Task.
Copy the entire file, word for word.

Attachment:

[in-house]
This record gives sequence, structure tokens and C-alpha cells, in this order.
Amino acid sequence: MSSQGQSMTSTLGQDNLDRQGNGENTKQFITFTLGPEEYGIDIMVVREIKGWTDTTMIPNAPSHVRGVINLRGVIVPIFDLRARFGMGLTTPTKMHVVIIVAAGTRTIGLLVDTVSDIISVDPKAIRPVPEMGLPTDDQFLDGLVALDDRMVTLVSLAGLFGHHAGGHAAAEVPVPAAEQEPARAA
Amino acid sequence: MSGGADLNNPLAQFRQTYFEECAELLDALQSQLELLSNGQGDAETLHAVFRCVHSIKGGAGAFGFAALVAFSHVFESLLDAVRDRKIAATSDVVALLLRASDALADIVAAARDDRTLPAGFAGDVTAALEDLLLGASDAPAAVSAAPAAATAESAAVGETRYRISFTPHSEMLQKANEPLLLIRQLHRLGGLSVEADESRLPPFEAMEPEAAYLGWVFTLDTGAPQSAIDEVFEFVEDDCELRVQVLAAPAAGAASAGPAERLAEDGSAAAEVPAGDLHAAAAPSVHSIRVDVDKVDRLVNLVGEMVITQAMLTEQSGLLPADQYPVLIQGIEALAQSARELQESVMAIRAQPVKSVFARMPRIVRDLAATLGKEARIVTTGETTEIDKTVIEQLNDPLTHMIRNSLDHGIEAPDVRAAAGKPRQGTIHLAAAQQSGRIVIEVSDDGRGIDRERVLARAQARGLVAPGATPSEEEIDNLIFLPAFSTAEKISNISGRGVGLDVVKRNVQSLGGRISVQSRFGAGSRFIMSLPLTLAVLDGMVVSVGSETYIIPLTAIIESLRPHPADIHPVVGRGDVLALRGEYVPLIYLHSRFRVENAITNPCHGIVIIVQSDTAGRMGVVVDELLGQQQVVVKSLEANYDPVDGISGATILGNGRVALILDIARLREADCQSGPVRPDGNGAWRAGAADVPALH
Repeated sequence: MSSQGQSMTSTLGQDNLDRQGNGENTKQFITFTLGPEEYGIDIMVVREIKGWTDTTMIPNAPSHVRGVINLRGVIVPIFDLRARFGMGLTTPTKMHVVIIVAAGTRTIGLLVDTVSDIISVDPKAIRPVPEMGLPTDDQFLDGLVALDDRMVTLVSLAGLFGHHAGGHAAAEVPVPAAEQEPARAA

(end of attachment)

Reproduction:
[in-house]
This record gives sequence, structure tokens and C-alpha cells, in this order.
Amino acid sequence: MSSQGQSMTSTLGQDNLDRQGNGENTKQFITFTLGPEEYGIDIMVVREIKGWTDTTMIPNAPSHVRGVINLRGVIVPIFDLRARFGMGLTTPTKMHVVIIVAAGTRTIGLLVDTVSDIISVDPKAIRPVPEMGLPTDDQFLDGLVALDDRMVTLVSLAGLFGHHAGGHAAAEVPVPAAEQEPARAA
Amino acid sequence: MSGGADLNNPLAQFRQTYFEECAELLDALQSQLELLSNGQGDAETLHAVFRCVHSIKGGAGAFGFAALVAFSHVFESLLDAVRDRKIAATSDVVALLLRASDALADIVAAARDDRTLPAGFAGDVTAALEDLLLGASDAPAAVSAAPAAATAESAAVGETRYRISFTPHSEMLQKANEPLLLIRQLHRLGGLSVEADESRLPPFEAMEPEAAYLGWVFTLDTGAPQSAIDEVFEFVEDDCELRVQVLAAPAAGAASAGPAERLAEDGSAAAEVPAGDLHAAAAPSVHSIRVDVDKVDRLVNLVGEMVITQAMLTEQSGLLPADQYPVLIQGIEALAQSARELQESVMAIRAQPVKSVFARMPRIVRDLAATLGKEARIVTTGETTEIDKTVIEQLNDPLTHMIRNSLDHGIEAPDVRAAAGKPRQGTIHLAAAQQSGRIVIEVSDDGRGIDRERVLARAQARGLVAPGATPSEEEIDNLIFLPAFSTAEKISNISGRGVGLDVVKRNVQSLGGRISVQSRFGAGSRFIMSLPLTLAVLDGMVVSVGSETYIIPLTAIIESLRPHPADIHPVVGRGDVLALRGEYVPLIYLHSRFRVENAITNPCHGIVIIVQSDTAGRMGVVVDELLGQQQVVVKSLEANYDPVDGISGATILGNGRVALILDIARLREADCQSGPVRPDGNGAWRAGAADVPALH
Repeated sequence: MSSQGQSMTSTLGQDNLDRQGNGENTKQFITFTLGPEEYGIDIMVVREIKGWTDTTMIPNAPSHVRGVINLRGVIVPIFDLRARFGMGLTTPTKMHVVIIVAAGTRTIGLLVDTVSDIISVDPKAIRPVPEMGLPTDDQFLDGLVALDDRMVTLVSLAGLFGHHAGGHAAAEVPVPAAEQEPARAA